1. Cell Biology
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The E3 ligase Ubr3 regulates Usher syndrome and MYH9 disorder proteins in the auditory organs of Drosophila and mammals

  1. Tongchao Li
  2. Nikolaos Giagtzoglou
  3. Dan Eberl
  4. Sonal Nagarkar-Jaiswal
  5. Tiantian Cai
  6. Dorothea Godt
  7. Andrew K Groves
  8. Hugo J Bellen  Is a corresponding author
  1. Baylor College of Medicine, United States
  2. Texas Children's Hospital, United States
  3. University of Iowa, United States
  4. University of Toronto, Canada
Research Article
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Cite this article as: eLife 2016;5:e15258 doi: 10.7554/eLife.15258

Abstract

Myosins play essential roles in the development and function of auditory organs and multiple myosin genes are associated with hereditary forms of deafness. Using a forward genetic screen in Drosophila, we identified an E3 ligase, Ubr3, as an essential gene for auditory organ development. Ubr3 negatively regulates the mono-ubiquitination of non-muscle Myosin II, a protein associated with hearing loss in humans. The mono-ubiquitination of Myosin II promotes its physical interaction with Myosin VIIa, a protein responsible for Usher syndrome type IB. We show that ubr3 mutants phenocopy pathogenic variants of Myosin II and that Ubr3 interacts genetically and physically with three Usher syndrome proteins. The interactions between Myosin VIIa and Myosin IIa are conserved in the mammalian cochlea and in human retinal pigment epithelium cells. Our work reveals a novel mechanism that regulates protein complexes affected in two forms of syndromic deafness and suggests a molecular function for Myosin IIa in auditory organs.

Article and author information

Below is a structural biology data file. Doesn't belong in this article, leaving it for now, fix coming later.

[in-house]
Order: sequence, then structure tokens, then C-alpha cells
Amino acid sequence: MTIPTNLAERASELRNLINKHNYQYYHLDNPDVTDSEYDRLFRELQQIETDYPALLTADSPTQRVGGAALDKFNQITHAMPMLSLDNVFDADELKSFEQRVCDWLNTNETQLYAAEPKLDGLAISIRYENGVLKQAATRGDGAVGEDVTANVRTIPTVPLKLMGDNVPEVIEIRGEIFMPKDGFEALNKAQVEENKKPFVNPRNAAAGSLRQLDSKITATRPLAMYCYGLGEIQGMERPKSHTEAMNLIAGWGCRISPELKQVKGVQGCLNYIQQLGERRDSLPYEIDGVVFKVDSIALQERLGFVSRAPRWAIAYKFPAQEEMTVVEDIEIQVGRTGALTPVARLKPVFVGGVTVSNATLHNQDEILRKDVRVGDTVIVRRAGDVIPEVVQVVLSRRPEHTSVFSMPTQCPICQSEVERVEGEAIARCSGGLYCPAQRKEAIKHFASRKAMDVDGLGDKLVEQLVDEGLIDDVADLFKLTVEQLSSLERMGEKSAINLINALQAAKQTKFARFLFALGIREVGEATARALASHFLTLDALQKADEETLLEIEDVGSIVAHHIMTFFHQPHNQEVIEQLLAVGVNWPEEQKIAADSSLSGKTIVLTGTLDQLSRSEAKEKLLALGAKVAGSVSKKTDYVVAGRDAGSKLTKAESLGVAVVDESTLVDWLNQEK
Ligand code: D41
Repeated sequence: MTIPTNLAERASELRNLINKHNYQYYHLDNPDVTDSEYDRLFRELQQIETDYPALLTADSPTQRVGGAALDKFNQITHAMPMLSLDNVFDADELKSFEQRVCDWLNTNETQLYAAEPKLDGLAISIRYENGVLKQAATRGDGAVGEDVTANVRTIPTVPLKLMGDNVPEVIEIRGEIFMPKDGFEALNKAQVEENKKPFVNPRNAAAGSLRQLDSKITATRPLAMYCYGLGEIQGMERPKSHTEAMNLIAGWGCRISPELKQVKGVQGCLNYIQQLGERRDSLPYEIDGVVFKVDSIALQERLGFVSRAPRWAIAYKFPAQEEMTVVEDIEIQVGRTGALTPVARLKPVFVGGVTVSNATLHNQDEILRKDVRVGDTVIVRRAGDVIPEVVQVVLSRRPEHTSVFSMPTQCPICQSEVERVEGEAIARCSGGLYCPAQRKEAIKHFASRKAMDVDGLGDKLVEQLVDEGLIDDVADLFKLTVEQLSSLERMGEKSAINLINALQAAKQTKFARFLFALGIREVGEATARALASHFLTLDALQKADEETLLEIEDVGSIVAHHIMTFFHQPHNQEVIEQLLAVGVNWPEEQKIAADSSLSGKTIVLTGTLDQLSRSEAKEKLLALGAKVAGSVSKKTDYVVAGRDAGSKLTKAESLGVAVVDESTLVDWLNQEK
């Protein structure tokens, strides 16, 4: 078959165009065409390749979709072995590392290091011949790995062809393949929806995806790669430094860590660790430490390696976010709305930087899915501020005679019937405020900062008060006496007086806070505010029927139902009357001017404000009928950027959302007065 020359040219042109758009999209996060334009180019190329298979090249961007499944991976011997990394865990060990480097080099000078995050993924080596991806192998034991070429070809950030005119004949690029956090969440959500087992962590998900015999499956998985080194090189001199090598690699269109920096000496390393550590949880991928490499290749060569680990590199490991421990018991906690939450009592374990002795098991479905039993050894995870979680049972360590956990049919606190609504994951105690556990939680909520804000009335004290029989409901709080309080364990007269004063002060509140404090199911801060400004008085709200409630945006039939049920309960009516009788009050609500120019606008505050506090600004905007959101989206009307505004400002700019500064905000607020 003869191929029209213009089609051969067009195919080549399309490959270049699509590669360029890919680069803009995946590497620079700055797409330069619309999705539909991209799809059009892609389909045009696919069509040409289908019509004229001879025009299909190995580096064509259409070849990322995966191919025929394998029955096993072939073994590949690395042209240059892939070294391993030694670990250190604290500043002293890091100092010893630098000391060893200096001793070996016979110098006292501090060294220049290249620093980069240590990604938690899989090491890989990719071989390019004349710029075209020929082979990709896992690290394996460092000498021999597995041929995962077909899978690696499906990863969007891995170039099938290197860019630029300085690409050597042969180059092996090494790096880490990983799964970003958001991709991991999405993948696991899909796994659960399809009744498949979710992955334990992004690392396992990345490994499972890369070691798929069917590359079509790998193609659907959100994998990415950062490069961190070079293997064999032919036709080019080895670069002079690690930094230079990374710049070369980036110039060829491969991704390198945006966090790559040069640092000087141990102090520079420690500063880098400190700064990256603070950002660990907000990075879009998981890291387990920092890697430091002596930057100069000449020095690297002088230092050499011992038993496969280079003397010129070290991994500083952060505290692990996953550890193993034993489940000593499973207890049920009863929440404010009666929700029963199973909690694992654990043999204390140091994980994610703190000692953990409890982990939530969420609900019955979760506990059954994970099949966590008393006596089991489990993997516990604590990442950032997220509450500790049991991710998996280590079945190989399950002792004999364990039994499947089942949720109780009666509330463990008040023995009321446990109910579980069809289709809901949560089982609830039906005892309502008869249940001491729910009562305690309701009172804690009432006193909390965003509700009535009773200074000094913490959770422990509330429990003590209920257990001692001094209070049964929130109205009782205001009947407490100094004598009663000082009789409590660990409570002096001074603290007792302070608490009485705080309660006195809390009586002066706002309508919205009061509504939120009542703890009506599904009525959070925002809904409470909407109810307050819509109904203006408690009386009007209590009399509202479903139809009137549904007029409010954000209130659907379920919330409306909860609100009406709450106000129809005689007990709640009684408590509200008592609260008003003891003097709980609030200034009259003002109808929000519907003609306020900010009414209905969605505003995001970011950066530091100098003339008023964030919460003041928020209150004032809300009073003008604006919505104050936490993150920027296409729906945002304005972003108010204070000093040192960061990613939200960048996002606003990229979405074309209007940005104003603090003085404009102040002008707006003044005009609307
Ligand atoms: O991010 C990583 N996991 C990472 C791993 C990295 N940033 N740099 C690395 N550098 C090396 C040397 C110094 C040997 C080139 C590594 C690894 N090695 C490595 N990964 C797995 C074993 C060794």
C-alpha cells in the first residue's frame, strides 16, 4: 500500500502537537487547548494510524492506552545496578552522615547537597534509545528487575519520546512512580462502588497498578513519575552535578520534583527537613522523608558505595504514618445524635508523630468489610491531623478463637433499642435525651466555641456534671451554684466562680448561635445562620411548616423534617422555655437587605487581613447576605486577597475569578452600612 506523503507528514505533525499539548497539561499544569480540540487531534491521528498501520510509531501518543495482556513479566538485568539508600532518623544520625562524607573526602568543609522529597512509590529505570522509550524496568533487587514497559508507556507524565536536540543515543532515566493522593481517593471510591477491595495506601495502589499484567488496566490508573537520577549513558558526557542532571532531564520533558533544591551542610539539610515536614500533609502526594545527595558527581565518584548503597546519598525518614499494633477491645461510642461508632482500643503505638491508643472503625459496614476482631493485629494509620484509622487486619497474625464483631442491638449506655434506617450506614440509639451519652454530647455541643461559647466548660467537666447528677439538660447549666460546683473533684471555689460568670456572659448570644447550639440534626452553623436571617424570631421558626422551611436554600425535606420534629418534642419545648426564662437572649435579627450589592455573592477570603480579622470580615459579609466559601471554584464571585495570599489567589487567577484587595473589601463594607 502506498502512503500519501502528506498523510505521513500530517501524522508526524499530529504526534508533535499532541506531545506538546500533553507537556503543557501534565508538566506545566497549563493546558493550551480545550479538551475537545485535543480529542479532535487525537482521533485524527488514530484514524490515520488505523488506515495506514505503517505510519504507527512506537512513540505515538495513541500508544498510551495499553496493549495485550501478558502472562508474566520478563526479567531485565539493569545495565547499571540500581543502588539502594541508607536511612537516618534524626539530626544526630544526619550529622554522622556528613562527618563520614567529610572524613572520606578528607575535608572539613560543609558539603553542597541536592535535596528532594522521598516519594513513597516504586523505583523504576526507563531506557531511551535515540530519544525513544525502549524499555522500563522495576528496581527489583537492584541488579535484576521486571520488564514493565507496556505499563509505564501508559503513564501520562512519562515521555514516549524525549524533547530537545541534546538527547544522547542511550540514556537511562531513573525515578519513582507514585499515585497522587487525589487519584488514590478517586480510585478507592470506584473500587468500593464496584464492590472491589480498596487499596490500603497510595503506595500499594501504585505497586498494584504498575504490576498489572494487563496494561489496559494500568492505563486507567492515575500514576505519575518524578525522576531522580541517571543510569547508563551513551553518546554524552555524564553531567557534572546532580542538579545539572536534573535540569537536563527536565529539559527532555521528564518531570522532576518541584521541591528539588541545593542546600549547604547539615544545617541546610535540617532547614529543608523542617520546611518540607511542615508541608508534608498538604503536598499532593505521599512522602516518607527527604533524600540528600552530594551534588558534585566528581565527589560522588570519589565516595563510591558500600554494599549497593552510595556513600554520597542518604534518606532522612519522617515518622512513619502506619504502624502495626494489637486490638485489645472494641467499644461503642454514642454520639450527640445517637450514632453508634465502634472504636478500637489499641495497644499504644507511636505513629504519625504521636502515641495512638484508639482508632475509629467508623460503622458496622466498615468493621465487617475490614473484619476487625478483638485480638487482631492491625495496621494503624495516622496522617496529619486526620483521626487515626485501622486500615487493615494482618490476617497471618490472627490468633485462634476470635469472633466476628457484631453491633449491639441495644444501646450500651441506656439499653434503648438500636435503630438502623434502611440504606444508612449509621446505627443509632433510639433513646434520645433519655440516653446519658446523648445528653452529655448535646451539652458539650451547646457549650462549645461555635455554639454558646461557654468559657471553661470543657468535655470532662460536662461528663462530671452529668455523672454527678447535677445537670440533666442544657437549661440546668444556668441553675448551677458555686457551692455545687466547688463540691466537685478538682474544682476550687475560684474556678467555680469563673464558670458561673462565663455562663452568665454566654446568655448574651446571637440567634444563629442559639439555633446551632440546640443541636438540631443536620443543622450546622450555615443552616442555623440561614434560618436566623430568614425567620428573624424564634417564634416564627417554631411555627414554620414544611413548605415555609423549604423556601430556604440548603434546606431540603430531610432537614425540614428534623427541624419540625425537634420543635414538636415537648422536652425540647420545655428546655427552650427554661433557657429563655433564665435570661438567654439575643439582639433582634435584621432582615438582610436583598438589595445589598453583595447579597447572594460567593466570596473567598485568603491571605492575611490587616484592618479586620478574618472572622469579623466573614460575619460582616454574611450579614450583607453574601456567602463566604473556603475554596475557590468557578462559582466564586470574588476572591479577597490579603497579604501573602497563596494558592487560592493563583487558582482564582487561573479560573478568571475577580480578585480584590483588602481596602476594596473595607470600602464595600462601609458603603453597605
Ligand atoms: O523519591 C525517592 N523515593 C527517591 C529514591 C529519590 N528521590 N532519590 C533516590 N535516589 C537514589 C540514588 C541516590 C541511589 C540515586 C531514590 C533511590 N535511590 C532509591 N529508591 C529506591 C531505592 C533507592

Author details

  1. Tongchao Li

    Program in Developmental Biology, Baylor College of Medicine, Houston, United States
    Competing interests
    No competing interests declared.
  2. Nikolaos Giagtzoglou

    Jan and Dan Duncan Neurological Research Institute, Texas Children's Hospital, Houston, United States
    Competing interests
    No competing interests declared.
  3. Dan Eberl

    Department of Biology, University of Iowa, Iowa City, United States
    Competing interests
    No competing interests declared.
  4. Sonal Nagarkar-Jaiswal

    Department of Molecular and Human Genetics, Baylor College of Medicine, Houston, United States
    Competing interests
    No competing interests declared.
  5. Tiantian Cai

    Department of Neuroscience, Baylor College of Medicine, Houston, United States
    Competing interests
    No competing interests declared.
  6. Dorothea Godt

    Department of Cell and Systems Biology, University of Toronto, Toronto, Canada
    Competing interests
    No competing interests declared.
  7. Andrew K Groves

    Program in Developmental Biology, Baylor College of Medicine, Houston, United States
    Competing interests
    No competing interests declared.
  8. Hugo J Bellen

    Program in Developmental Biology, Baylor College of Medicine, Houston, United States
    For correspondence
    hbellen@bcm.edu
    Competing interests
    Hugo J Bellen, Reviewing editor, eLife.

Reviewing Editor

  1. K VijayRaghavan, Tata Institute of Fundamental Research, India

Publication history

  1. Received: February 15, 2016
  2. Accepted: June 21, 2016
  3. Accepted Manuscript published: June 22, 2016 (version 1)
  4. Version of Record published: July 20, 2016 (version 2)

Copyright

© 2016, Li et al.

This article is distributed under the terms of the Creative Commons Attribution License permitting unrestricted use and redistribution provided that the original author and source are credited.

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